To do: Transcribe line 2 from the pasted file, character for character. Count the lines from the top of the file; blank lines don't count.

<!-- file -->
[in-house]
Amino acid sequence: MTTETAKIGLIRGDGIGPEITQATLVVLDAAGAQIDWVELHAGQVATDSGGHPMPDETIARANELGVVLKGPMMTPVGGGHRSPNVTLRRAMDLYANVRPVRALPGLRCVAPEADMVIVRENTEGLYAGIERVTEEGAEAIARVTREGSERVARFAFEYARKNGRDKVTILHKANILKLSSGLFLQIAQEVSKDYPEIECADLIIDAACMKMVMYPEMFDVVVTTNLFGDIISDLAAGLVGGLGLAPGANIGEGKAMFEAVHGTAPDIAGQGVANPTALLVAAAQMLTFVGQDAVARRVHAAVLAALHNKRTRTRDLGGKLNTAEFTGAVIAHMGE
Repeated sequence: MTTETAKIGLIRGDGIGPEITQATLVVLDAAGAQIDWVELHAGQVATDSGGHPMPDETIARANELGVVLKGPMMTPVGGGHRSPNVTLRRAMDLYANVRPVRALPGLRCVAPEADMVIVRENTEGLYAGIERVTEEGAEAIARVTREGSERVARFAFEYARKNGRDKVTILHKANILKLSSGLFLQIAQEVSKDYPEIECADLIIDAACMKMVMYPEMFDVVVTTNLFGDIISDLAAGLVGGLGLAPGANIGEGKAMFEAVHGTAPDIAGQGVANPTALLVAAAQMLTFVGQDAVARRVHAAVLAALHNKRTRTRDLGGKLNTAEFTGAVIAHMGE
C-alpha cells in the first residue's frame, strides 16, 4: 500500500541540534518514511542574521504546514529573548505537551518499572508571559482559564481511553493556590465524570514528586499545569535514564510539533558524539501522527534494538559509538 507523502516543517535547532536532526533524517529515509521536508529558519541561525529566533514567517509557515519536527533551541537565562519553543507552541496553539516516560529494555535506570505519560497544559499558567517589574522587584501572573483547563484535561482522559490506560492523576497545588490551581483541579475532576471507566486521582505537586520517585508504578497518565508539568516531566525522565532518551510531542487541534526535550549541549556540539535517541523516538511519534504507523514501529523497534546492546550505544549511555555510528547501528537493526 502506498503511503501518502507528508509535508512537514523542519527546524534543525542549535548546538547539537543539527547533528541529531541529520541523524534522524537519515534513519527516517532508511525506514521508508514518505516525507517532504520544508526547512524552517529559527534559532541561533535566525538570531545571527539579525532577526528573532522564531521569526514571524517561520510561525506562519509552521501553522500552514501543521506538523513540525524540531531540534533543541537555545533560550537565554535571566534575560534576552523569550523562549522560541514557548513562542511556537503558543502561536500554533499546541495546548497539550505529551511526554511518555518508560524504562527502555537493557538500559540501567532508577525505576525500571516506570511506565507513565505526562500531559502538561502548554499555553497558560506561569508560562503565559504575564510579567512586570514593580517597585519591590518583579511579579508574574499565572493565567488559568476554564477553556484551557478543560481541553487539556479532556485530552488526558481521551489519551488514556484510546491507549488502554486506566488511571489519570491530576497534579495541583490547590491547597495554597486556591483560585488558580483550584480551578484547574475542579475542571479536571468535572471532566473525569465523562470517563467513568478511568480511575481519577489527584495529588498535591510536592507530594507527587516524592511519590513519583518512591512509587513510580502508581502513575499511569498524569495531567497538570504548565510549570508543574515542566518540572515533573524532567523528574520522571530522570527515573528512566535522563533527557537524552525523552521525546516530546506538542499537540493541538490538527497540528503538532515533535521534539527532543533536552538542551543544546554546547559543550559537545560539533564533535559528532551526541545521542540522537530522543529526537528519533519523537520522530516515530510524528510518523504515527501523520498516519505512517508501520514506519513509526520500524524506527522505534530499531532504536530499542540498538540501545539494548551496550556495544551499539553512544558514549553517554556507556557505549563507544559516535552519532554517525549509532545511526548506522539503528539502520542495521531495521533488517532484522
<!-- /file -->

Amino acid sequence: MTTETAKIGLIRGDGIGPEITQATLVVLDAAGAQIDWVELHAGQVATDSGGHPMPDETIARANELGVVLKGPMMTPVGGGHRSPNVTLRRAMDLYANVRPVRALPGLRCVAPEADMVIVRENTEGLYAGIERVTEEGAEAIARVTREGSERVARFAFEYARKNGRDKVTILHKANILKLSSGLFLQIAQEVSKDYPEIECADLIIDAACMKMVMYPEMFDVVVTTNLFGDIISDLAAGLVGGLGLAPGANIGEGKAMFEAVHGTAPDIAGQGVANPTALLVAAAQMLTFVGQDAVARRVHAAVLAALHNKRTRTRDLGGKLNTAEFTGAVIAHMGE